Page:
British pilot establishes new helicopter record

Aviation International News » September 2004
March 22, 2007, 8:30 AM

As the only approved IFR-capable MD 500E in the world, N5144Q is no ordinary MD 500E helicopter. To stand a chance of bettering Ron Bower’s solo 1994 round-the-world-in-a-helicopter record, Simon Oliphant-Hope needed to have it back in the UK. The managing director of Eastern Atlantic Helicopters located N5144Q in California and brought it back to his home airfield, at Shoreham on England’s south coast. A team of five engineers and an avionics technician, led by Simon Gibson, worked on it for five weeks, preparing it for the start of a global odyssey at the beginning of June.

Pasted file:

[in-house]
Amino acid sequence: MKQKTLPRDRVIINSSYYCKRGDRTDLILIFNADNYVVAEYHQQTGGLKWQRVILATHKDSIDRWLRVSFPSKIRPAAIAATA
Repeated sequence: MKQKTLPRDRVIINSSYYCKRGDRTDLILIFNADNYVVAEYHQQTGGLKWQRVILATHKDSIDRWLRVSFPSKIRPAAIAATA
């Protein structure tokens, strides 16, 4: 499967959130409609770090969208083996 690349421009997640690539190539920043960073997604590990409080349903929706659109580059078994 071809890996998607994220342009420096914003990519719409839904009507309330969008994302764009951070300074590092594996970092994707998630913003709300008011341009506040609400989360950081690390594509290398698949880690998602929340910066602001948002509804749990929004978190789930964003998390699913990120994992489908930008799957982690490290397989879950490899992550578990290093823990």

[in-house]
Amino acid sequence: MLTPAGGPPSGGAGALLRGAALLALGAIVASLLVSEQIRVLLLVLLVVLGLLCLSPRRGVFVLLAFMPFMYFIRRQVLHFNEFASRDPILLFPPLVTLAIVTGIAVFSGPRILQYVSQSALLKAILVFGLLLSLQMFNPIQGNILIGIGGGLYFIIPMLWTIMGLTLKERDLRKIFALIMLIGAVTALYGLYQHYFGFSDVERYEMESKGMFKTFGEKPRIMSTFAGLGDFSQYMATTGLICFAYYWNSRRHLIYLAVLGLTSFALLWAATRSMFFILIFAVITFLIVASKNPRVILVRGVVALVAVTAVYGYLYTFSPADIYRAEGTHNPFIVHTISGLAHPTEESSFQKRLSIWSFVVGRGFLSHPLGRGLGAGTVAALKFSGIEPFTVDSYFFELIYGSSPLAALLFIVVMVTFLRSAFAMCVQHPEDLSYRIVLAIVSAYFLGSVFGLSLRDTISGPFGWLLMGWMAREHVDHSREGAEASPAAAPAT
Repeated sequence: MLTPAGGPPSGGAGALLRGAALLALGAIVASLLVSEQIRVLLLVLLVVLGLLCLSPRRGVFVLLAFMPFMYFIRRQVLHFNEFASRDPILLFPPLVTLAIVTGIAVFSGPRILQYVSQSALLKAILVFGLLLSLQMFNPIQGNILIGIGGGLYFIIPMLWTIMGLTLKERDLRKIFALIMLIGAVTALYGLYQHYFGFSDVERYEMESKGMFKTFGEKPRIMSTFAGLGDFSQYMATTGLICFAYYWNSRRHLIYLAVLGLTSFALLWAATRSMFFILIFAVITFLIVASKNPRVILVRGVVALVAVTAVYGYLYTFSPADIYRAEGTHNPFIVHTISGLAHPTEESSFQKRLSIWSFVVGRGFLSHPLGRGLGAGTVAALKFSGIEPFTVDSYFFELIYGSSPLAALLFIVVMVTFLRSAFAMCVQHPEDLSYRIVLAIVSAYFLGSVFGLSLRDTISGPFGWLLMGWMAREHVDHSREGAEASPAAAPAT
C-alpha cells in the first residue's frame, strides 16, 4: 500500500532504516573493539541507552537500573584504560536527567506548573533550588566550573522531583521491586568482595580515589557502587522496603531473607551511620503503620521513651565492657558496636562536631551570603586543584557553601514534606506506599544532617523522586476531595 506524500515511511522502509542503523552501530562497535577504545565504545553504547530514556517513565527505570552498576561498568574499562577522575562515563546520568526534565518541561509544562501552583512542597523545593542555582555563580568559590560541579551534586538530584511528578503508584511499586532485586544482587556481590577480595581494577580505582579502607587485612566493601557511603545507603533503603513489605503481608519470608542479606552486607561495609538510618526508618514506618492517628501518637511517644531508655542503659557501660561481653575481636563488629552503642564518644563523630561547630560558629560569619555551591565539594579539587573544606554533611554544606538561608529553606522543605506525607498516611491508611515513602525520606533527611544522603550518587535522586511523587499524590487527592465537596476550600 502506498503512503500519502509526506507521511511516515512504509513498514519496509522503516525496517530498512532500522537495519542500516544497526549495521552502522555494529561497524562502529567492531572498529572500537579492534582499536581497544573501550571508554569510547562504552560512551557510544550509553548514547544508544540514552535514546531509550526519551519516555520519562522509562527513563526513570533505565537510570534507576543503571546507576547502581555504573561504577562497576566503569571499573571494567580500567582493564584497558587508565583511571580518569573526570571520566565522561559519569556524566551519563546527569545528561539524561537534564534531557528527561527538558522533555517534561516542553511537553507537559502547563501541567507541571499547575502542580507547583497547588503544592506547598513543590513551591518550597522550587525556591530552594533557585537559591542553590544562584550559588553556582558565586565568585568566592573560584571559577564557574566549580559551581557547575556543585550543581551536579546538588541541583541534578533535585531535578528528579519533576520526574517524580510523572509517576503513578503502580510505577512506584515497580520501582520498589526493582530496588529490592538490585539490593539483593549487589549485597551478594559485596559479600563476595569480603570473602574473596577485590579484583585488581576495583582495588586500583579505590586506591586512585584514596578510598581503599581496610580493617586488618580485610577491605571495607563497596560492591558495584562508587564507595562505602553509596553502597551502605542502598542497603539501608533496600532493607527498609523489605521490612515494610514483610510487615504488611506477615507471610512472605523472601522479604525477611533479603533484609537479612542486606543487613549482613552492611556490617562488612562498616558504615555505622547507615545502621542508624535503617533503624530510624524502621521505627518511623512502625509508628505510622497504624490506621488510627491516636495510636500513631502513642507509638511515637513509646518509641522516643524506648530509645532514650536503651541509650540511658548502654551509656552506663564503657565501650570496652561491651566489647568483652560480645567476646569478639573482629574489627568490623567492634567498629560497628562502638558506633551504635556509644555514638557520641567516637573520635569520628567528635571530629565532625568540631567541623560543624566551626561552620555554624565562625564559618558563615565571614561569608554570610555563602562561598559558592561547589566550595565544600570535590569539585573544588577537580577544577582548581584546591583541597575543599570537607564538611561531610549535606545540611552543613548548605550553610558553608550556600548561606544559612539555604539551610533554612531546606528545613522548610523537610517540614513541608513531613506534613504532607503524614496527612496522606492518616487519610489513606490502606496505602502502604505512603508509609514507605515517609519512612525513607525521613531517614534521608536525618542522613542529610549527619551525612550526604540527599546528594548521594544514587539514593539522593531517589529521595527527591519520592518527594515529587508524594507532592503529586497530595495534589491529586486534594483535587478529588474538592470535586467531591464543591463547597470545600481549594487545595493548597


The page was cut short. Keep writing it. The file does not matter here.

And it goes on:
They fitted the aircraft with a three-axis autopilot, two batteries, dual heated pitot tubes, satellite phone (wired into the intercom) with e-mail capability and standby IFR instruments. For navigation, Oliphant-Hope would depend on a Garmin GNS 430/530 navcom offering IFR GPS, VOR, localizer and glideslope with color moving map. The Garmin was linked to the autopilot and augmented with a beefed-up memory card for world coverage. For topographical detail of the route Oliphant-Hope used a Skyforce Skymap 3C, switching from a European to a U.S. card and back again as the journey progressed.

As all this extra kit went in, the team reduced the helicopter’s weight by removing the soundproofing, steps, carpet and upholstery. Finally, they replaced the rear seats with a 600-pound-capacity auxiliary fuel tank. The tank, combined with the 400-pound main tank, offered a full five hours of sea-level endurance.

Oliphant-Hope flew with either a land or maritime survival pack close at hand. For